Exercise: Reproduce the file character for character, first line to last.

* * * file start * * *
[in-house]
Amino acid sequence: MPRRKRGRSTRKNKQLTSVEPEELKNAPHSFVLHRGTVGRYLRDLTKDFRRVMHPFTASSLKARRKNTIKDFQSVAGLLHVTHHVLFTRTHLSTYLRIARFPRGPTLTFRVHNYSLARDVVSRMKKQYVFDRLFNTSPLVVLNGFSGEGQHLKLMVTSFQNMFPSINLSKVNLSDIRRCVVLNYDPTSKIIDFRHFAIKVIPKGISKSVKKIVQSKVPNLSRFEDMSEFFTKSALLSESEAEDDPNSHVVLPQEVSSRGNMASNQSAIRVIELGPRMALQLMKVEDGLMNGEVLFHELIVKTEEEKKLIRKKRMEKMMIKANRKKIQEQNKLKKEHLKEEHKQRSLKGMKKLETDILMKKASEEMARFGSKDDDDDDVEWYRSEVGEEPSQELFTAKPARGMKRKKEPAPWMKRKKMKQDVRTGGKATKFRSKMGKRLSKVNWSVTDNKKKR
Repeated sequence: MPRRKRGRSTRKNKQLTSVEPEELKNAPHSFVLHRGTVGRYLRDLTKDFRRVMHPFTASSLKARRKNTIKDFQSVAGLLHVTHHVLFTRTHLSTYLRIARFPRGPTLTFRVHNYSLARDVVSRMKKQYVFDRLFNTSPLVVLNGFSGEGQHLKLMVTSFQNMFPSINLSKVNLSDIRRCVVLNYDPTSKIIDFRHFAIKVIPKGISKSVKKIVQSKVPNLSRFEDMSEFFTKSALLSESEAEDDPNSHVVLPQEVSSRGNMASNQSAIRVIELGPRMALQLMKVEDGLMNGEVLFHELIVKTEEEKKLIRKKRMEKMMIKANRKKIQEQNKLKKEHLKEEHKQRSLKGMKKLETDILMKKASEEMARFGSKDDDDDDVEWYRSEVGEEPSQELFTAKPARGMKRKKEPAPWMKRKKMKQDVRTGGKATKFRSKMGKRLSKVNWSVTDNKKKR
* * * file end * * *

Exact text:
[in-house]
Amino acid sequence: MPRRKRGRSTRKNKQLTSVEPEELKNAPHSFVLHRGTVGRYLRDLTKDFRRVMHPFTASSLKARRKNTIKDFQSVAGLLHVTHHVLFTRTHLSTYLRIARFPRGPTLTFRVHNYSLARDVVSRMKKQYVFDRLFNTSPLVVLNGFSGEGQHLKLMVTSFQNMFPSINLSKVNLSDIRRCVVLNYDPTSKIIDFRHFAIKVIPKGISKSVKKIVQSKVPNLSRFEDMSEFFTKSALLSESEAEDDPNSHVVLPQEVSSRGNMASNQSAIRVIELGPRMALQLMKVEDGLMNGEVLFHELIVKTEEEKKLIRKKRMEKMMIKANRKKIQEQNKLKKEHLKEEHKQRSLKGMKKLETDILMKKASEEMARFGSKDDDDDDVEWYRSEVGEEPSQELFTAKPARGMKRKKEPAPWMKRKKMKQDVRTGGKATKFRSKMGKRLSKVNWSVTDNKKKR
Repeated sequence: MPRRKRGRSTRKNKQLTSVEPEELKNAPHSFVLHRGTVGRYLRDLTKDFRRVMHPFTASSLKARRKNTIKDFQSVAGLLHVTHHVLFTRTHLSTYLRIARFPRGPTLTFRVHNYSLARDVVSRMKKQYVFDRLFNTSPLVVLNGFSGEGQHLKLMVTSFQNMFPSINLSKVNLSDIRRCVVLNYDPTSKIIDFRHFAIKVIPKGISKSVKKIVQSKVPNLSRFEDMSEFFTKSALLSESEAEDDPNSHVVLPQEVSSRGNMASNQSAIRVIELGPRMALQLMKVEDGLMNGEVLFHELIVKTEEEKKLIRKKRMEKMMIKANRKKIQEQNKLKKEHLKEEHKQRSLKGMKKLETDILMKKASEEMARFGSKDDDDDDVEWYRSEVGEEPSQELFTAKPARGMKRKKEPAPWMKRKKMKQDVRTGGKATKFRSKMGKRLSKVNWSVTDNKKKR